Foster racked up 40 standard-league fantasy points as the fourth player since the 1970 merger to pile up 100 yards rushing and receiving on top of three touchdowns. The other three players were Brian Westbrook (2007), Priest Holmes (2002), and Larry Brown (1973). The Texans dominated the Titans to the extent that backup Ben Tate also cleared 100 yards, a first in franchise history.

As the New York Times’ Andy Benoit points out, the Texans are expanding Foster’s role out of the backfield by splitting him out wide this year. In addition to the typical backfield screens and dumpoffs, Foster is also being utilized on bubble screens and underneath pass patterns to explain his 287 receiving yards over the past three weeks. There’s no more valuable fantasy back going forward.

Still the most violently explosive runner in the league, Peterson raced out to tackle-breaking gains of 25, 29, and 54 yards against a Packers defense that was allowing just 83 yards per on the ground through six games. In many ways it was a more impressive performance than Foster’s, reminiscent of Hall of Famers Walter Payton and Jim Brown. Now the NFL’s leading rusher, Peterson heads into a perfect-storm matchup against the Panthers’ spineless defense in Week 8. A late-game ankle injury is worth monitoring, but it’s a good sign that he returned to finish out the next drive.

The Mike Martz self-correcting mechanism has been in full effect over the past month, with 25 rushing attempts in four consecutive games. The Bears have gone 3-1 over that span behind Forte’s 160 rushing yards per game and an eye-popping 1,091 yards from scrimmage on the season. His current 5.3 yards per carry average is nearly a yard more than his previous high and 1.5 yards higher than his career average. Forte’s 32-yard field-reversing touchdown run highlighted the increased lateral agility that has made him arguably the best running back in the league this season. He has a juicy Week 9 matchup against the Eagles' pathetic run defense coming out of next week’s bye.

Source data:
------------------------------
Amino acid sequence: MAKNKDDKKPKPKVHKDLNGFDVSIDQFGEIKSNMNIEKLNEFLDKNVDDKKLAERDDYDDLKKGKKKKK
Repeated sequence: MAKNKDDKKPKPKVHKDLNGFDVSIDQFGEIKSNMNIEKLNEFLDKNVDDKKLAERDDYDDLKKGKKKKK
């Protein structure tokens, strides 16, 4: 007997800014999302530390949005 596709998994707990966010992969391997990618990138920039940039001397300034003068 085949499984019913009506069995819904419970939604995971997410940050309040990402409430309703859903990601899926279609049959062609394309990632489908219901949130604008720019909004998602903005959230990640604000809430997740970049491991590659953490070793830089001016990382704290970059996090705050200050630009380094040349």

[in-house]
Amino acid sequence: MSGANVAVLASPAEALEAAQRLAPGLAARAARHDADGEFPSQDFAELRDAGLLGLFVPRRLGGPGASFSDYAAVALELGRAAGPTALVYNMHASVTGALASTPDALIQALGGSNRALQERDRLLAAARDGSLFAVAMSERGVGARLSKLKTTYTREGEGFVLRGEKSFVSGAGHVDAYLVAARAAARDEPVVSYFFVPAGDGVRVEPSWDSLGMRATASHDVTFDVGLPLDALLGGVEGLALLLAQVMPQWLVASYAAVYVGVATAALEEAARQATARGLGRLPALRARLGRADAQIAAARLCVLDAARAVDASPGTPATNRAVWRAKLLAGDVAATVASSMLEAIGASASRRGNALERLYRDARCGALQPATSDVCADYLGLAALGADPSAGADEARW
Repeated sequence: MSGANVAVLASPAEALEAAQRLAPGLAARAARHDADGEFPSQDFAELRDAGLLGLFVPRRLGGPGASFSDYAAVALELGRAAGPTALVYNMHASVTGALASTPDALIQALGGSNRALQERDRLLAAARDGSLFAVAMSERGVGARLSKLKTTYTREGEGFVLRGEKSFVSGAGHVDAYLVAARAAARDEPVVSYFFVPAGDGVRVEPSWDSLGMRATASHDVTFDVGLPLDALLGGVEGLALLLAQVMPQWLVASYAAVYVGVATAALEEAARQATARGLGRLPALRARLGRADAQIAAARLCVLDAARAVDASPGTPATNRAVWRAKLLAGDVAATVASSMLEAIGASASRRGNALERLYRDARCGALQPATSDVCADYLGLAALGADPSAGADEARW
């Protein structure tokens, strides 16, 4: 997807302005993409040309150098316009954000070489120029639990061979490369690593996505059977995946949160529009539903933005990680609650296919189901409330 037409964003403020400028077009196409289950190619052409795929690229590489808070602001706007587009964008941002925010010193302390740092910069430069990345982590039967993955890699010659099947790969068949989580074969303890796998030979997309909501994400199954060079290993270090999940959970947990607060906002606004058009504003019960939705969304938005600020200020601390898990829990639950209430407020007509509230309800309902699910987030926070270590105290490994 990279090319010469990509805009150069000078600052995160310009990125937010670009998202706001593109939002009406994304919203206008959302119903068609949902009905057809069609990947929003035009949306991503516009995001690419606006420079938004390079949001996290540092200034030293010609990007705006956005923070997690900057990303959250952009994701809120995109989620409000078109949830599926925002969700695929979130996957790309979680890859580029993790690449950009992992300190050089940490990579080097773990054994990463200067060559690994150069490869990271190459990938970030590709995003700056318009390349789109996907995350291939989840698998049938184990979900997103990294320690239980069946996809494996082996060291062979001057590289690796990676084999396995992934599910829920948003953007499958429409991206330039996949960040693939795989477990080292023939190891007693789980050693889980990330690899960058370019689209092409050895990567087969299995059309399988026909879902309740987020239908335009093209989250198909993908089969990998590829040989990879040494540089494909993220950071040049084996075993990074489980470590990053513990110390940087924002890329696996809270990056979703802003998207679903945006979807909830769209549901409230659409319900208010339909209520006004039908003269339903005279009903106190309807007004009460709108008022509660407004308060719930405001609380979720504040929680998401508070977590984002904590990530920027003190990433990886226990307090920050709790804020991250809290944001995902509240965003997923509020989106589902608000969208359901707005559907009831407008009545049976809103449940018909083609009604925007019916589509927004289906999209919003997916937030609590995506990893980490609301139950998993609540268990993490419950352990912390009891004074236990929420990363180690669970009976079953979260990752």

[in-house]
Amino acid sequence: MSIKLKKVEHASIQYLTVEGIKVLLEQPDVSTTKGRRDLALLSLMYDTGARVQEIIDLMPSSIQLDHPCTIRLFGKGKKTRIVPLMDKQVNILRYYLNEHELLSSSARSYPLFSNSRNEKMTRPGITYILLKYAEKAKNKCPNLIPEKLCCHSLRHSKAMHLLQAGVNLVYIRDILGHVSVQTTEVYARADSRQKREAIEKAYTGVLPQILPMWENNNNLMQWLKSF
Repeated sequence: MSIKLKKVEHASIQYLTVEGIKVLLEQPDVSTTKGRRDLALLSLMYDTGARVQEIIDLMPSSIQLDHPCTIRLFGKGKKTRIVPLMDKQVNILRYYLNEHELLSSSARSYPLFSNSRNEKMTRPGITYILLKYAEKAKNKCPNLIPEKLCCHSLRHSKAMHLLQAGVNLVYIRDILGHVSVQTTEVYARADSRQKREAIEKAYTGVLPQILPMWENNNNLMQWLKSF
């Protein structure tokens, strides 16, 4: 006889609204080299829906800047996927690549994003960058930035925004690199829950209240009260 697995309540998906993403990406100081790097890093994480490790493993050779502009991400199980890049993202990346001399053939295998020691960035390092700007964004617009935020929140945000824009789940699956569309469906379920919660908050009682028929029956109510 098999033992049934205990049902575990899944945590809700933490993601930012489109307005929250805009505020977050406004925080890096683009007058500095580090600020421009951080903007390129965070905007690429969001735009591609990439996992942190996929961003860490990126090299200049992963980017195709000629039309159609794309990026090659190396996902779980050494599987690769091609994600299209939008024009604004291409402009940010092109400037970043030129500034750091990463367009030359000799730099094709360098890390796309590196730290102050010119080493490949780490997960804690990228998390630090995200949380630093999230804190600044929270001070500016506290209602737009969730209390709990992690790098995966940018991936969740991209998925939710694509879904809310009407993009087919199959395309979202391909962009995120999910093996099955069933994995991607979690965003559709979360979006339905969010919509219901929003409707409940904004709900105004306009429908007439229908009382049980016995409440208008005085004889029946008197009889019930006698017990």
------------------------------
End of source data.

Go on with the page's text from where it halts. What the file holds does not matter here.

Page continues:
The first carry of Murray’s first career start went for 91 yards, the opening shot in his assault on Felix Jones’ starting job. By the time the game was over, Murray had cruised past Hall of Famers Tony Dorsett (206) and Emmitt Smith (237) for the most single-game yards in Cowboys history. Murray’s 253 yards are the most by any back this season, just two fewer than Jones’ season total, and second only to Peterson’s 296 among rookies. It’s the ninth-best single-game total of all time, just ahead of Spec Sanders' 250-yard game for the Yankees against the Chicago Rockets in 1947. While it’s worth noting that Murray’s performance was aided by the league’s worst run defense, Jones can consider himself Wally Pipp-ed.


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Chris Wesseling is a senior football editor and Dynasty league analyst for Rotoworld.com. The 2011 NFL season marks his fifth year with Rotoworld and his third year contributing to NBCSports.com. He can be found on Twitter @ChrisWesseling.
Email :Chris Wesseling